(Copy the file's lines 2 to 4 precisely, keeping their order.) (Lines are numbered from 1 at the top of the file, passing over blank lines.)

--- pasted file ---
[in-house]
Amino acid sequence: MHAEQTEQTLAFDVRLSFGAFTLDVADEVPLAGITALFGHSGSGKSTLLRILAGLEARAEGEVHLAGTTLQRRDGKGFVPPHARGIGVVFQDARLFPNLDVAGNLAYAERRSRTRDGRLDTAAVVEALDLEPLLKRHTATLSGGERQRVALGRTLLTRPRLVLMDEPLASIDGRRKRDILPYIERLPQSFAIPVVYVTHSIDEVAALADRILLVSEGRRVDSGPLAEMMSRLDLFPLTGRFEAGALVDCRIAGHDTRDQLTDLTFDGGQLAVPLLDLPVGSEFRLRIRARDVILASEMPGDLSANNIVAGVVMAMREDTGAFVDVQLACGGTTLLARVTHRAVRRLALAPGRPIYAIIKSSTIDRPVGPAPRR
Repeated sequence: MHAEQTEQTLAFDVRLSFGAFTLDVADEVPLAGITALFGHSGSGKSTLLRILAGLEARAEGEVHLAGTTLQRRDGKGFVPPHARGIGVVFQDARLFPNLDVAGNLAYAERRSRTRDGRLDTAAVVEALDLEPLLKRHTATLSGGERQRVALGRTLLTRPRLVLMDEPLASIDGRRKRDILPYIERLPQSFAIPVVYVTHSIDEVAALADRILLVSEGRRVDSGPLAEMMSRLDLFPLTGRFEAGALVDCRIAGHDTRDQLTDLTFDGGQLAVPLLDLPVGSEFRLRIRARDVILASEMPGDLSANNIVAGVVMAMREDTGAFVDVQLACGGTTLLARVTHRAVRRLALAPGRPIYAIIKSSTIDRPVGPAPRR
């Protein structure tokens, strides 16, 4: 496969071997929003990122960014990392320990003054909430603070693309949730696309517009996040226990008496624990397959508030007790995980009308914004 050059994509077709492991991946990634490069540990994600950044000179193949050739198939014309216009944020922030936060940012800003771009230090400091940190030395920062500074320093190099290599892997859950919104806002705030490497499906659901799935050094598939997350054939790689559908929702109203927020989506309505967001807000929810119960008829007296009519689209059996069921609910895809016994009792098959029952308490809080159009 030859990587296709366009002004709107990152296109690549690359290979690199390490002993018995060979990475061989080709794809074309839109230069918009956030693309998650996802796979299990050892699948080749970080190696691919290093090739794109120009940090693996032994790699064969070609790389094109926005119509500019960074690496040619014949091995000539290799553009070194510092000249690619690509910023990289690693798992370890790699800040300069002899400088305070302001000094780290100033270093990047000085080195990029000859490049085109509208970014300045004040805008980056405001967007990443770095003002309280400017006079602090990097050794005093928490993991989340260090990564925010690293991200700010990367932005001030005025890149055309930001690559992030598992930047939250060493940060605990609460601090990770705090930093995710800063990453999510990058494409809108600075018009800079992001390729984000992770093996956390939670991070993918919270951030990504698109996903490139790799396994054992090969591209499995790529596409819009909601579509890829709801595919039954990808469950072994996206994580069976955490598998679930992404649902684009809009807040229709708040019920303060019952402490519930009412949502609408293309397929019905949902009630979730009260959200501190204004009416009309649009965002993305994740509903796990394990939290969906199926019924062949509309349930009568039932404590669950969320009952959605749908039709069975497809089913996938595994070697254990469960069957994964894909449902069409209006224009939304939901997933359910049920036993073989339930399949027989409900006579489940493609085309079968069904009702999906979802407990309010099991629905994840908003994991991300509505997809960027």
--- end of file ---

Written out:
Amino acid sequence: MHAEQTEQTLAFDVRLSFGAFTLDVADEVPLAGITALFGHSGSGKSTLLRILAGLEARAEGEVHLAGTTLQRRDGKGFVPPHARGIGVVFQDARLFPNLDVAGNLAYAERRSRTRDGRLDTAAVVEALDLEPLLKRHTATLSGGERQRVALGRTLLTRPRLVLMDEPLASIDGRRKRDILPYIERLPQSFAIPVVYVTHSIDEVAALADRILLVSEGRRVDSGPLAEMMSRLDLFPLTGRFEAGALVDCRIAGHDTRDQLTDLTFDGGQLAVPLLDLPVGSEFRLRIRARDVILASEMPGDLSANNIVAGVVMAMREDTGAFVDVQLACGGTTLLARVTHRAVRRLALAPGRPIYAIIKSSTIDRPVGPAPRR
Repeated sequence: MHAEQTEQTLAFDVRLSFGAFTLDVADEVPLAGITALFGHSGSGKSTLLRILAGLEARAEGEVHLAGTTLQRRDGKGFVPPHARGIGVVFQDARLFPNLDVAGNLAYAERRSRTRDGRLDTAAVVEALDLEPLLKRHTATLSGGERQRVALGRTLLTRPRLVLMDEPLASIDGRRKRDILPYIERLPQSFAIPVVYVTHSIDEVAALADRILLVSEGRRVDSGPLAEMMSRLDLFPLTGRFEAGALVDCRIAGHDTRDQLTDLTFDGGQLAVPLLDLPVGSEFRLRIRARDVILASEMPGDLSANNIVAGVVMAMREDTGAFVDVQLACGGTTLLARVTHRAVRRLALAPGRPIYAIIKSSTIDRPVGPAPRR
């Protein structure tokens, strides 16, 4: 496969071997929003990122960014990392320990003054909430603070693309949730696309517009996040226990008496624990397959508030007790995980009308914004 050059994509077709492991991946990634490069540990994600950044000179193949050739198939014309216009944020922030936060940012800003771009230090400091940190030395920062500074320093190099290599892997859950919104806002705030490497499906659901799935050094598939997350054939790689559908929702109203927020989506309505967001807000929810119960008829007296009519689209059996069921609910895809016994009792098959029952308490809080159009 030859990587296709366009002004709107990152296109690549690359290979690199390490002993018995060979990475061989080709794809074309839109230069918009956030693309998650996802796979299990050892699948080749970080190696691919290093090739794109120009940090693996032994790699064969070609790389094109926005119509500019960074690496040619014949091995000539290799553009070194510092000249690619690509910023990289690693798992370890790699800040300069002899400088305070302001000094780290100033270093990047000085080195990029000859490049085109509208970014300045004040805008980056405001967007990443770095003002309280400017006079602090990097050794005093928490993991989340260090990564925010690293991200700010990367932005001030005025890149055309930001690559992030598992930047939250060493940060605990609460601090990770705090930093995710800063990453999510990058494409809108600075018009800079992001390729984000992770093996956390939670991070993918919270951030990504698109996903490139790799396994054992090969591209499995790529596409819009909601579509890829709801595919039954990808469950072994996206994580069976955490598998679930992404649902684009809009807040229709708040019920303060019952402490519930009412949502609408293309397929019905949902009630979730009260959200501190204004009416009309649009965002993305994740509903796990394990939290969906199926019924062949509309349930009568039932404590669950969320009952959605749908039709069975497809089913996938595994070697254990469960069957994964894909449902069409209006224009939304939901997933359910049920036993073989339930399949027989409900006579489940493609085309079968069904009702999906979802407990309010099991629905994840908003994991991300509505997809960027």